Power plant managers have to do a balancing act, juggling multiple things in order to keep their plants running efficiently and keeping stakeholders happy.
The trouble is, there are so many problems a plant manager faces on a day-to-day basis that it can be difficult to keep on top of them all.
Finding solutions to common problems is a major part of a plant manager’s job. Here are two common problems plant managers face and how they can potentially be solved.
Delivering Adequate Power While Meeting Regulations
One major challenge that has faced the power sector – particularly the coal industry – has been dealing with carbon emissions and regulations that govern pollutants.
Regulations have eased up under the Trump administration, but there are still a lot of hoops to jump through for power plants that were put into place by the Obama administration. There’s no guarantee that they will be even more relaxed in the future. In fact, with this administration’s political future being up in the air from this year’s midterms to 2020’s presidential election, more regulations could be on their way over the next 3-5 years.
One way coal plants have been dealing with emissions is by incorporating renewables into the conversation. There are two types of fuel that are now in the mix as co-firing solutions: natural gas and biomass.
The price of natural gas continues to climb from its floor in spring 2016 as demand rises. Biomass can be more affordable and more reliable, and since it’s a carbon-neutral resource, it is also a better option for emissions controls.
For these reasons, coal boilers are either being adapted into co-firing boilers with biomass or altogether converted to biomass boilers.
Maintaining Efficiency with Aging Equipment
When it comes to coal power plants, most of them are old. Approximately 88% of coal-fired capacity in the United States was built in a 40-year period between 1950 and 1990. The average age of a coal plant is 39 years.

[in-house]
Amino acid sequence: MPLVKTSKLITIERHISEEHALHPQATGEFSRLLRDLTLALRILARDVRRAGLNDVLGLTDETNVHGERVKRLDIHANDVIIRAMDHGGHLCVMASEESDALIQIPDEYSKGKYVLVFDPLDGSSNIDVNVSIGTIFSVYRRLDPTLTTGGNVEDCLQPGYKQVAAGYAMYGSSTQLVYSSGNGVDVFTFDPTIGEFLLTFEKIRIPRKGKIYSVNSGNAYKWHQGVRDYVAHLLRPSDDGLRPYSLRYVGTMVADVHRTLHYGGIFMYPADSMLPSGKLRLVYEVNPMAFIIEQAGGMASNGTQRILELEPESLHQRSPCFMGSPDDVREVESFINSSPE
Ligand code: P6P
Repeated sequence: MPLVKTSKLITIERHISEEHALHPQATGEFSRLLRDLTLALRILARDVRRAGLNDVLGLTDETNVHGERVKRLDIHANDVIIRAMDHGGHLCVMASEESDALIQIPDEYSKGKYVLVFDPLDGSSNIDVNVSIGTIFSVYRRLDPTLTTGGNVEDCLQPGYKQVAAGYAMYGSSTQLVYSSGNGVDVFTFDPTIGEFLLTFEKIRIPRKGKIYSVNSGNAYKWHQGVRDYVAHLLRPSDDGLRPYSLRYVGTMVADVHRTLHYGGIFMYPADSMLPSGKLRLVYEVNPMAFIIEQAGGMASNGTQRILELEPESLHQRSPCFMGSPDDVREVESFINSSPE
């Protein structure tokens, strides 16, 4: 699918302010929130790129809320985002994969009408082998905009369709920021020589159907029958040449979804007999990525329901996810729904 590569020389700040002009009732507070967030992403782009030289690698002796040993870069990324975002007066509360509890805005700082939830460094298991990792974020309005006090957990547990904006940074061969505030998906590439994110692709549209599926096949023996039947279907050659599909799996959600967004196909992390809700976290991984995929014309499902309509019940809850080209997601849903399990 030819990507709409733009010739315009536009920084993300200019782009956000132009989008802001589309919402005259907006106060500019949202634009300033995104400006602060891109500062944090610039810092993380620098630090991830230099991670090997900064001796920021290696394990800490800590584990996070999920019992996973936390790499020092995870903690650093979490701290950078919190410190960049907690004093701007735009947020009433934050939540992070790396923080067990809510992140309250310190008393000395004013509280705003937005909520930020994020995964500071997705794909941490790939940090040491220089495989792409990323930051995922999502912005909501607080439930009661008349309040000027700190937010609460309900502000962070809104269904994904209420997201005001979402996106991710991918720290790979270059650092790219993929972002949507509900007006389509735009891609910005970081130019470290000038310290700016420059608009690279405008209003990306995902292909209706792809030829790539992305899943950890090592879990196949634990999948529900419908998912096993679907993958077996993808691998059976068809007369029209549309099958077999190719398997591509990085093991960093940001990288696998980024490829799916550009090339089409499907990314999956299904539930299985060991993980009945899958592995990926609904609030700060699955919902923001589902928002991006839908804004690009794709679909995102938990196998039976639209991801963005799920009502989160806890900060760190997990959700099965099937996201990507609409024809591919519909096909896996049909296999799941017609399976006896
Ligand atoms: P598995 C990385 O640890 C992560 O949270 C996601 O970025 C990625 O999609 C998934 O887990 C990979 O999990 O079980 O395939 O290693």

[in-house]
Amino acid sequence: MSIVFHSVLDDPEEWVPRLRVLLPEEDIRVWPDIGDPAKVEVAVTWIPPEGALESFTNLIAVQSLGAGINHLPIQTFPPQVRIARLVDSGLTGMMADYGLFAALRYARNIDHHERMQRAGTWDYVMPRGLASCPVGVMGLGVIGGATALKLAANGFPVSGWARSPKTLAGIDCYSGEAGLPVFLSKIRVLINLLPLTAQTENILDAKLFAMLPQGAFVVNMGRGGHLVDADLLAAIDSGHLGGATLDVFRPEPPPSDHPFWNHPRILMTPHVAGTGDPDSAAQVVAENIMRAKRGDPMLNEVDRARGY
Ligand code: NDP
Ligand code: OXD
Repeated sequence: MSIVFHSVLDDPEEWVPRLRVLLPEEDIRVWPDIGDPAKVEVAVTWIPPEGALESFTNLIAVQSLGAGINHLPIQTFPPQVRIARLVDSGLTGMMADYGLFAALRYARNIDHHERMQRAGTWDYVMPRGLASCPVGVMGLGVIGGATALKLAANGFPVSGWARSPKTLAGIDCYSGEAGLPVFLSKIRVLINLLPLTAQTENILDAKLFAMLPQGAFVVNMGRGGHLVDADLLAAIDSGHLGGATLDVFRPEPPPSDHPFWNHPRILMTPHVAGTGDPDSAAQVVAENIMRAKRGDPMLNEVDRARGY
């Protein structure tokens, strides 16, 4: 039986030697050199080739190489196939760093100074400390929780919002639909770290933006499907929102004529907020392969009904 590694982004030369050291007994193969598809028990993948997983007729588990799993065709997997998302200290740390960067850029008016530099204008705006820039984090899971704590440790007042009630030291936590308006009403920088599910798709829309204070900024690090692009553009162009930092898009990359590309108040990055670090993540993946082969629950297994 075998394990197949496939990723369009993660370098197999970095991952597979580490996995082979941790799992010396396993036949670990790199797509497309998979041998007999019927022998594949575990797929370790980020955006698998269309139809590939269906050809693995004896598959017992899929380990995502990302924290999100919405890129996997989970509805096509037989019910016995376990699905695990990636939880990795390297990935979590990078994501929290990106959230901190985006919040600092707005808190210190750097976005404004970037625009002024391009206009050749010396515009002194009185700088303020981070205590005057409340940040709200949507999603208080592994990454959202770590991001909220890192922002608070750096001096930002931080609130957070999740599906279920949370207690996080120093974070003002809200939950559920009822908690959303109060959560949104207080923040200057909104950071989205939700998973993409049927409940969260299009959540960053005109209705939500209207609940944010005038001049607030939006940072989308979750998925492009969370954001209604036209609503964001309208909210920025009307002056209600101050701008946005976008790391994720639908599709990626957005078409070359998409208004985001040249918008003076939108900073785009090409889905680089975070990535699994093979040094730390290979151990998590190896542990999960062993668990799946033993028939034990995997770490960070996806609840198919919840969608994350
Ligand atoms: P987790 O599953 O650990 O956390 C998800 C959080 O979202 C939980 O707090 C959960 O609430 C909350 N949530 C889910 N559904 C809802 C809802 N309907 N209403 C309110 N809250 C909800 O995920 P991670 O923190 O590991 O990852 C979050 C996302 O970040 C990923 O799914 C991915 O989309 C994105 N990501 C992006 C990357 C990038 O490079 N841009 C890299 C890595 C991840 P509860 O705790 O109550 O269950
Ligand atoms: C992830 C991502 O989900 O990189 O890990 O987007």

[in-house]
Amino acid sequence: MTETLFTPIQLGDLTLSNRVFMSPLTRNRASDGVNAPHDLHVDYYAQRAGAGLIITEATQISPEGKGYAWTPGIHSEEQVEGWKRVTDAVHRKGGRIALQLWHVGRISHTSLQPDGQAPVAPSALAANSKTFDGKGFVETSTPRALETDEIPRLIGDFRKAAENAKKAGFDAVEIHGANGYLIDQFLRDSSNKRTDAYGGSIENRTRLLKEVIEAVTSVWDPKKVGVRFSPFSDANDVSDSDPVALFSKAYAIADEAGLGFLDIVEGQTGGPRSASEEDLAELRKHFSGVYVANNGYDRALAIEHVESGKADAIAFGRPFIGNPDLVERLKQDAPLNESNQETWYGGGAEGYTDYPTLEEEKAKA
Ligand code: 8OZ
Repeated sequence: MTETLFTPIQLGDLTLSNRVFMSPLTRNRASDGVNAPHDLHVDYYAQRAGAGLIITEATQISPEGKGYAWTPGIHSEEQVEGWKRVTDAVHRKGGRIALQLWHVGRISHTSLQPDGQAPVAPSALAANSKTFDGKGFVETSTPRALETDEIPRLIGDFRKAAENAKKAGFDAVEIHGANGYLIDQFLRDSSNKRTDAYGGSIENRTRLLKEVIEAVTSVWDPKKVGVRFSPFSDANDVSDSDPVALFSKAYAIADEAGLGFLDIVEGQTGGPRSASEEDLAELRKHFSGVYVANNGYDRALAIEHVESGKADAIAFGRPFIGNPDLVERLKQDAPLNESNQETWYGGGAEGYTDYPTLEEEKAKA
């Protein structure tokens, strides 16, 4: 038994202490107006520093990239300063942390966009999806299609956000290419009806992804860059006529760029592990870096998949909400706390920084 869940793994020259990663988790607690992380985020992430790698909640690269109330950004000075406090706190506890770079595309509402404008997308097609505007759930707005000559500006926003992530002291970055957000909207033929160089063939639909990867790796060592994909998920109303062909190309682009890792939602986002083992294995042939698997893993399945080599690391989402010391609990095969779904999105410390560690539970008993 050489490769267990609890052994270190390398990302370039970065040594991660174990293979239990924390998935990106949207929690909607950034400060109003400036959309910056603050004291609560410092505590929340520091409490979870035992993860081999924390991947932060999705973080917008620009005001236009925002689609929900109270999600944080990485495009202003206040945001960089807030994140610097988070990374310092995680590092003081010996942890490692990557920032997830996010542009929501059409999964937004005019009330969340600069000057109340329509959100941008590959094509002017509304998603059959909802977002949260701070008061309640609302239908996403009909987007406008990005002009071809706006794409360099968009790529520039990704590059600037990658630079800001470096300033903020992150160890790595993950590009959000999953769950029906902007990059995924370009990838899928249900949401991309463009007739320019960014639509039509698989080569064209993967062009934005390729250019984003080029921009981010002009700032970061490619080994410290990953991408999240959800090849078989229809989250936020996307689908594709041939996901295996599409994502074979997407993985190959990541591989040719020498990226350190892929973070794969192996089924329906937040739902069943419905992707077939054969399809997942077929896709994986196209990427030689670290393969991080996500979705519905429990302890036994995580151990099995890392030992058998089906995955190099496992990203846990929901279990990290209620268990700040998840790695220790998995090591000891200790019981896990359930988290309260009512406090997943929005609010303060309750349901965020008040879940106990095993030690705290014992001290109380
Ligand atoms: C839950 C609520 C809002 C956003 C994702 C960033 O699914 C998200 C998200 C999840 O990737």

As it ages, equipment lowers efficiency and results in bottom-line profit loss because plant managers have to spend more on repairing and replacing equipment. This is partly due to the reactive mindset many managers have toward maintenance; they only fix things when they break.
Adopting a proactive, preventative maintenance mindset can help keep up efficiency and lower the overall repair bill, while also decreasing the chance of unplanned shutdowns.
Technology can be utilized that continuously monitors the performance and integrity of a piece of equipment, alerting personnel to a problem before it turns into a big one. Technology and advances in engineering can also ensure that your equipment performs better than before through retrofits and upgrades.
Preventative maintenance even takes less time than reactive maintenance and repairs.
Between preventative maintenance and exploring biomass as a viable co-firing option, plant managers can deal with two of the biggest challenges to the performance of their plants.
ProcessBarron engineers, constructs, and installs air, ash, and material handling equipment for coal power plants. Contact the team for more information.